In today’s world, there’s a dedicated day to celebrate just about everything: from ice cream and coffee to Pi Day and World Introvert Day. But there’s one special day that we financial advisors are really fond of and it’s coming up on August 14: National Financial Awareness Day.
National Financial Awareness Day gives us even more of a reason to highlight why financial literacy is important for everyone.
What is Financial Awareness?
Financial awareness is knowing the state of your finances at any given time. It’s a working understanding of your income and expenses, knowing how to budget, track expenses, save for emergencies, and invest for the future. Financial awareness also involves taking the time to understand certain financial concepts and terminology so you can make confident financial decisions.
Why Is Financial Literacy Important?
Being financially aware can impact your life for the better. Your finances touch every single area of your life. When you’re financially aware, you have a better handle on the money you make and spend, you’re more at peace and more prepared for the days ahead. But like most things in life, no one is born with financial awareness. It’s something you have to pursue, learn, and apply to your own life on a daily, weekly, and monthly basis.
7 Steps to Becoming More Financially Literate
You’ve probably heard the old saying, “Practice makes perfect,” right? Well, the same is true for your finances. The more you learn about budgeting, saving, investing, and avoiding debt, the more you’ll be able to put it into practice. Here’s how you can get started:
1. Get on a budget.
Keeping a budget doesn’t seem like you’re doing much, but it’s one of the most important tools in your financial toolbox. Use a pen and paper or download a simple zero-based budgeting app like Mint, YNAB (You Need A Budget), or EveryDollar to help you get started.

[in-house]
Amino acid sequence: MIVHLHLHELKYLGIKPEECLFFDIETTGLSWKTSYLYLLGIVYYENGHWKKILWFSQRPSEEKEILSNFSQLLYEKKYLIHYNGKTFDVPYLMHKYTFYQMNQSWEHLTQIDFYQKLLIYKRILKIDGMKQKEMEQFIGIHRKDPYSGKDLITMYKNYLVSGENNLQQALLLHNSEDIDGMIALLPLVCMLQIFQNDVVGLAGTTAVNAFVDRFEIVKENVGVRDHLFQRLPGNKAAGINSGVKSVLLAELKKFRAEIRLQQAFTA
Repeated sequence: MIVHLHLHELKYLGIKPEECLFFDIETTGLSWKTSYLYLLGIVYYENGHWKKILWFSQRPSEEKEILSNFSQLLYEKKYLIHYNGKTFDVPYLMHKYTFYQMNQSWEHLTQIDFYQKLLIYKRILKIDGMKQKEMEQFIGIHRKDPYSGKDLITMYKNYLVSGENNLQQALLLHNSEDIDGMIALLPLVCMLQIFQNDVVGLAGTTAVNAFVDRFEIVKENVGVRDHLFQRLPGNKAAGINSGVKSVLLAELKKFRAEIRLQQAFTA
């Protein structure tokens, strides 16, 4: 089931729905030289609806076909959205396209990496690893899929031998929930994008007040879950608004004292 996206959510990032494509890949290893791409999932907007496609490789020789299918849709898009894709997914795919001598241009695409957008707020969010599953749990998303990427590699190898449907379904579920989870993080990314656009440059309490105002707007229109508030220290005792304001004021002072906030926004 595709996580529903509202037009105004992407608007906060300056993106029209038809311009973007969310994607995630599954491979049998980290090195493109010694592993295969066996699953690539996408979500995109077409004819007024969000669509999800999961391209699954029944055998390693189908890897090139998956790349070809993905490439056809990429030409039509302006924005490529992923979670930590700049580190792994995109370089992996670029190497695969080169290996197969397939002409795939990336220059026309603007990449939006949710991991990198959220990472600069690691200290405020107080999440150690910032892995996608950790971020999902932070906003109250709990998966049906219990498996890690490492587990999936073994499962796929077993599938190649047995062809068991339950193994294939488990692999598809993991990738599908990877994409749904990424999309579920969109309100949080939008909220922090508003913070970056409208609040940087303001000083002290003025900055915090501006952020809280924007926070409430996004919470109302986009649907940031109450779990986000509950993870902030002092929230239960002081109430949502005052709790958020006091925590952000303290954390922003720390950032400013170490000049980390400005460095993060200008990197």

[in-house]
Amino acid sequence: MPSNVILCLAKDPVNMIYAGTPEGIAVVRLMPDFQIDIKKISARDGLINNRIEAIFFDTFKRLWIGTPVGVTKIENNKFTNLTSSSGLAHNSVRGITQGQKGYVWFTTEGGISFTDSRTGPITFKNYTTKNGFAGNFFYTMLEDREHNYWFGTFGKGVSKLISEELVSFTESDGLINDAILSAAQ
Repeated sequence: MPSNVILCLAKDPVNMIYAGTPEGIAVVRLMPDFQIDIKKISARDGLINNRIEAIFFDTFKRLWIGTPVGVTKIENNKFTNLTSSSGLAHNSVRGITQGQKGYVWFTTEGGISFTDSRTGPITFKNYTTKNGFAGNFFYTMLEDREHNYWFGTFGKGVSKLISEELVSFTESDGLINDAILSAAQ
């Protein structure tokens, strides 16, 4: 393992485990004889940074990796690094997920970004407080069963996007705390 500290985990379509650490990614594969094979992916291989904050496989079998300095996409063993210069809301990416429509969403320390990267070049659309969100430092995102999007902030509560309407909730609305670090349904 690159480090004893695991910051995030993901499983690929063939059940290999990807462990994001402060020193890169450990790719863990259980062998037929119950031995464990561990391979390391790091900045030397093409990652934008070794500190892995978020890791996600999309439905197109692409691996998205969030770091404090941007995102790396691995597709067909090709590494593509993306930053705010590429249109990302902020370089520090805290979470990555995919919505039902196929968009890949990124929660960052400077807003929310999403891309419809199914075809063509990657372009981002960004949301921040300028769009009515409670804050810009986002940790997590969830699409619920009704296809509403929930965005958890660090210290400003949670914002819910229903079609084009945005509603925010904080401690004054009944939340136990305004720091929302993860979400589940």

2. Track your expenses.
Tracking your spending weekly will give you more insight into how you spend your money, where you’re busting your budget, and what changes you can make to get back on track.
3. Live on less than you make.
A budget also helps you determine how much money you’re bringing in versus how much money you’re spending each and every single month. Knowing if you’re spending more money than you’re making can take you from living in debt to actually building wealth.
4. Save for emergencies.
Life has a way of throwing curveballs at you when we least expect it. And those curveballs can get pretty expensive—fast. Saving up an initial $1,000 and setting it aside just for life’s emergencies is crucial to your financial health. So, the next time the AC goes out in the middle of summer, you’ll be able to cover most of the cost instead of putting it on a credit card.
5. Plan for retirement.
Retirement is something that everyone experiences, but not everyone experiences the same retirement. In fact, 75% of people in the pre-retirement phase haven’t calculated how much they’ll need in retirement.1 It matters how you plan and prepare for it. Talk to a SageSpring Wealth Partner to start planning for your future today.
6. Keep tabs on your credit score.
One of the easiest ways to keep tabs on the health of your credit activity (and to prevent fraud) is by keeping an eye on your credit report. It’s best to look at your report once or twice a year to make sure your activity is actually yours. If you find something odd, make sure to dispute it and get your record cleaned up. Get your free report here.
7. Ask for help.
Another way to increase your financial literacy is by going to the experts. Asking a financial advisor to join your home team is a great way to learn how you can strengthen your financial foundation, increase your knowledge, and prepare for the future.
Ready to increase your financial awareness? We can help. Contact a SageSpring Wealth Partner in your area today.